Do you still struggle with embracing the idea that social media is the most impactful way to market your practice? Do you really understand what type of content you should or should not include in your posts, tweets, blog entries, etc.?
Maintaining a social media presence that is engaging and interesting to your fans and followers can be challenging. But it is critical that you do–it’s the way the majority of your patients are communicating and finding information.
Before you jump in, if you are new to social media marketing or need to brush up on the basics and do’s and don’ts, you will want to refer to the elements of Social Media Etiquette 101.
Understanding and practicing even the basics of social media marketing will help you create a more dynamic and unique online presence, while improving conversion and page rank on Google– and ultimately your digital-footprint.
Your ability to communicate and market effectively to your patients is the key to the success of any professional services business–particularly in today’s digital world. As you attempt to engage your patients on a consistent basis, you should establish different objectives you would like to address and gear each post individually to accomplish them.
The first rule of thumb for social media marketing is to never go solo. If you want to do it right, your best chance at being most effective in the social media realm would be to make it a team effort. Secondly, every piece of content you post should not try to accomplish every business or marketing goal. So what type of content is most intriguing to your patients? What types of things do they want to hear from you in order to keep them engaged in between visits to your office to ensure loyalty and encourage them to stay on top of their health?
When it comes to patient education, it’s not a case of “offer it, and they will learn.” If patients aren’t aware of your materials, can’t access them easily, can’t understand them due to language or literacy barriers, or don’t find them relevant, you will never get the results you want. Here’s a look at some basic mistakes many doctors make in educating their patients, and what you can do to fix them.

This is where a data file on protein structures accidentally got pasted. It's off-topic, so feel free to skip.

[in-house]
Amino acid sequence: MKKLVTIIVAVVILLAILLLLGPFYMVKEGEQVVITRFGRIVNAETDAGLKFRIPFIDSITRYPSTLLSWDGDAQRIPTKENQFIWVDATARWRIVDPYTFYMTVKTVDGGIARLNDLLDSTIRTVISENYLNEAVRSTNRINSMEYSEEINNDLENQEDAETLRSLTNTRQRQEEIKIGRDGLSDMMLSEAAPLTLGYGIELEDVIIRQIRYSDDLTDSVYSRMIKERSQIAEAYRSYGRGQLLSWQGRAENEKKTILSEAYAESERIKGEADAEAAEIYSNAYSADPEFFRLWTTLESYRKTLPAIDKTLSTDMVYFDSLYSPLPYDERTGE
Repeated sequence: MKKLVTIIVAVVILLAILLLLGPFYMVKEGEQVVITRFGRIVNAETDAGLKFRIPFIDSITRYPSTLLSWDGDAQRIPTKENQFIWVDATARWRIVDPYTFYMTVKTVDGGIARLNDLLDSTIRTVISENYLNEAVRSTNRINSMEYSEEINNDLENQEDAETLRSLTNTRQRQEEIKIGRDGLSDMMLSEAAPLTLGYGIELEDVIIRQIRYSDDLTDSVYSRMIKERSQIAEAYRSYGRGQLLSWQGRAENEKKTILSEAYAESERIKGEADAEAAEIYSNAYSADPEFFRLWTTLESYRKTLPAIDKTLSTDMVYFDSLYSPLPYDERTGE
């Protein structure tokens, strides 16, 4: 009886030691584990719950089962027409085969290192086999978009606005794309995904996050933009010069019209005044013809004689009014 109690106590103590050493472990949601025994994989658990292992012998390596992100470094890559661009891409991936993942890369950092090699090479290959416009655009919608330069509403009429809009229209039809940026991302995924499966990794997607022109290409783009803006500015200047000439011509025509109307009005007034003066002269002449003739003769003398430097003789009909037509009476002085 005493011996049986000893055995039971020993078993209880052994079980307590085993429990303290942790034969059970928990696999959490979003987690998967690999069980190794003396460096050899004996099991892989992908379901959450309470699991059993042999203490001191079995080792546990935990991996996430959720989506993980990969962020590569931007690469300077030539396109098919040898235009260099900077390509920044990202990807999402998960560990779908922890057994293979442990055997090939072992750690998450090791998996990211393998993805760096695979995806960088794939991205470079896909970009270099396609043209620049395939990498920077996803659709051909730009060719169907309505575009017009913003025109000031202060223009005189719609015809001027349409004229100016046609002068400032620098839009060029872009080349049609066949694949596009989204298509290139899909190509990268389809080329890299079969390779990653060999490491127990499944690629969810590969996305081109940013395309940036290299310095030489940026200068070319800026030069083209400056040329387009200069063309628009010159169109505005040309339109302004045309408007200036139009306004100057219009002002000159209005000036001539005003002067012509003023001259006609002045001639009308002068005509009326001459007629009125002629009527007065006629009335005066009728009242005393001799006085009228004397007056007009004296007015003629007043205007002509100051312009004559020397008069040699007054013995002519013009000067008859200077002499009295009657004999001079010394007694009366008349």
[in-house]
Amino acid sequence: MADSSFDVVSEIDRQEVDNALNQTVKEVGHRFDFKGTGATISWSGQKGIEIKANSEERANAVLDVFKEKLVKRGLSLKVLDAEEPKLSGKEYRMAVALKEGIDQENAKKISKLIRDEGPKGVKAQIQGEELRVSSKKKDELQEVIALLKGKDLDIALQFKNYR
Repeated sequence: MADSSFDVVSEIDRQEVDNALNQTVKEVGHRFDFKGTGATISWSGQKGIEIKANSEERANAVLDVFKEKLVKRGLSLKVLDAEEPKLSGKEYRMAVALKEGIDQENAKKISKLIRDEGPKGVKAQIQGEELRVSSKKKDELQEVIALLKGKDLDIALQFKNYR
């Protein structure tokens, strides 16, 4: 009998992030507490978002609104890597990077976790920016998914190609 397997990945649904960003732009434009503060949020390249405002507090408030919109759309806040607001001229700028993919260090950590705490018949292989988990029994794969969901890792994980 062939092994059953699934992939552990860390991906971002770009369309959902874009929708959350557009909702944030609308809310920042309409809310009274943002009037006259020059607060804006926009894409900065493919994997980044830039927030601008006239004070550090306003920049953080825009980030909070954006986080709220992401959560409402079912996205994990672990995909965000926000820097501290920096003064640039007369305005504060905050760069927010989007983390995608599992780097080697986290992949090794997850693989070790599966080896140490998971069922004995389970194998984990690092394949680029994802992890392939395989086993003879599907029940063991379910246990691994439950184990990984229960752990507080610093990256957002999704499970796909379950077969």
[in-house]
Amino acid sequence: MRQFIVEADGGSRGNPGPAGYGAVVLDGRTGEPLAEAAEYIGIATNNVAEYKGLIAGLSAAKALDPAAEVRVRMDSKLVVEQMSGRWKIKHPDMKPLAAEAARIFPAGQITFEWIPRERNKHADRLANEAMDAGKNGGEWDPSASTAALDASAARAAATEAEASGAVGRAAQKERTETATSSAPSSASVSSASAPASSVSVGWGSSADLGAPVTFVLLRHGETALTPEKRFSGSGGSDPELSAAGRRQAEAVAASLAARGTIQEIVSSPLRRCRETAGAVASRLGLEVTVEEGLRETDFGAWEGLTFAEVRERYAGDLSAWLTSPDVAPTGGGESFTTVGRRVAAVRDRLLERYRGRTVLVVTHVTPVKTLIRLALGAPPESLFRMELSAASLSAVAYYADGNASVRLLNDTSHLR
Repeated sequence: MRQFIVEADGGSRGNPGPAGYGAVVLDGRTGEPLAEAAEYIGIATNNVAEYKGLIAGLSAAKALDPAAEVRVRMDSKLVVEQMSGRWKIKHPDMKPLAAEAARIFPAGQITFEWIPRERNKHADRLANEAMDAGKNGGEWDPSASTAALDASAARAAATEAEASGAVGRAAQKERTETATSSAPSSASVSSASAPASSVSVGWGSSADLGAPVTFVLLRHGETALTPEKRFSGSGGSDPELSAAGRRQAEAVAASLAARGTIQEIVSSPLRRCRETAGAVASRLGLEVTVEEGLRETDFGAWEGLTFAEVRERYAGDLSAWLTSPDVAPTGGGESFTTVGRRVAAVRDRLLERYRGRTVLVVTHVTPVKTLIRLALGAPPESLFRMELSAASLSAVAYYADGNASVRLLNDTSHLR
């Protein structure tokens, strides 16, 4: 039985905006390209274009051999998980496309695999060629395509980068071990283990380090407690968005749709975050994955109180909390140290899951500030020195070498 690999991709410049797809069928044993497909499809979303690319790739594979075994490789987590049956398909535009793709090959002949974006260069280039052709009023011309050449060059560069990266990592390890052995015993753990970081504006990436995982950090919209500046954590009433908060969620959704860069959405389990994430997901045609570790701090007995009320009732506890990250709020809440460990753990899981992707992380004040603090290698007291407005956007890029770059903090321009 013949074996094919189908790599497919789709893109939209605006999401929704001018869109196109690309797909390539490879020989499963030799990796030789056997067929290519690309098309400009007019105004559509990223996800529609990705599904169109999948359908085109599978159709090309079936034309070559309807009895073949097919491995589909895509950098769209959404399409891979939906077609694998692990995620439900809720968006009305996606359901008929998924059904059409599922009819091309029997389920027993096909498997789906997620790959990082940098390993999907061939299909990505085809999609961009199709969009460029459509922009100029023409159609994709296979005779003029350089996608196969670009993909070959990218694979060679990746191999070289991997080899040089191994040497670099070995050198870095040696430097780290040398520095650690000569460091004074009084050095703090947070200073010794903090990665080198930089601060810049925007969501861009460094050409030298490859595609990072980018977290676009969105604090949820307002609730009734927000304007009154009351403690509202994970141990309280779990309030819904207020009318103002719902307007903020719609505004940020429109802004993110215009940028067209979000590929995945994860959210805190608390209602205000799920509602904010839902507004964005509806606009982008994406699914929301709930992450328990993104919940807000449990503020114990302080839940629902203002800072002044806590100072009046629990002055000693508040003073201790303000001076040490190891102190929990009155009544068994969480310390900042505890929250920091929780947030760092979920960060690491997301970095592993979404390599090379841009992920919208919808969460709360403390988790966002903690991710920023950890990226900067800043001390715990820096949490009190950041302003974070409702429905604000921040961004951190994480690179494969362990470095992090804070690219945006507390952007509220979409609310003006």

1. Your patient education materials focus on the wrong conditions. Suppose you offer great information about, say, sinusitis and TMJ. That’s great, unless the majority of your patients are actually interested in snoring and hearing loss. Think about your patient population. What are the most common, complex, and costly conditions your practice treats? Are there particular things you and your staff find yourselves explaining over and over? Focusing on these topics will allow you to better target your patient education programs to your patients’ actual needs.
2. You assume you know what patients need. Of course, you can’t get a good handle on what your patients need unless you ask them. For instance, you may assume that parents of your pediatric tonsillectomy patients want information about the procedure itself, when really they want to know how best to care for their child post-op. Ask patients directly or circulate a poll or questionnaire in your waiting room or via email to find out what types of information they would find most helpful.
Eric Zierse, the Customer Service Training Lead at Solutionreach, was a recent guest on the TechnologyAdvice Expert Interview Series to share his insights on EHR and medical software. The series, which is hosted by TechnologyAdvice’s Clark Buckner, covers how different technologies - including CRM, Marketing Automation, Project Management, HR, and Healthcare - can improve your business.
Eric joined Buckner to discuss how professionals in the medical field can us EHR and medical software to manage and improve the patient relationship from start to finish. To listen to the entire podcast, you can go here.
Keep reading for highlights of the interview:
As a member of a care team, your communication skills are (hopefully) good enough to establish relationships with the patients that visit your office. But, like most doctors and care teams, you have more restraints on your schedule than ever before. As you tighten up, the thing that you let slip first may be communication.
With connected relationships and patient satisfaction being such critical contributors to a successful practice, this is a sacrifice you can’t afford to make.
Below are some tips for improving point-of-care communication. They can be used in any practice, though we’ve included extra tips for maximizing the Solutionreach tools that are at your fingertips to personalize your communication even further.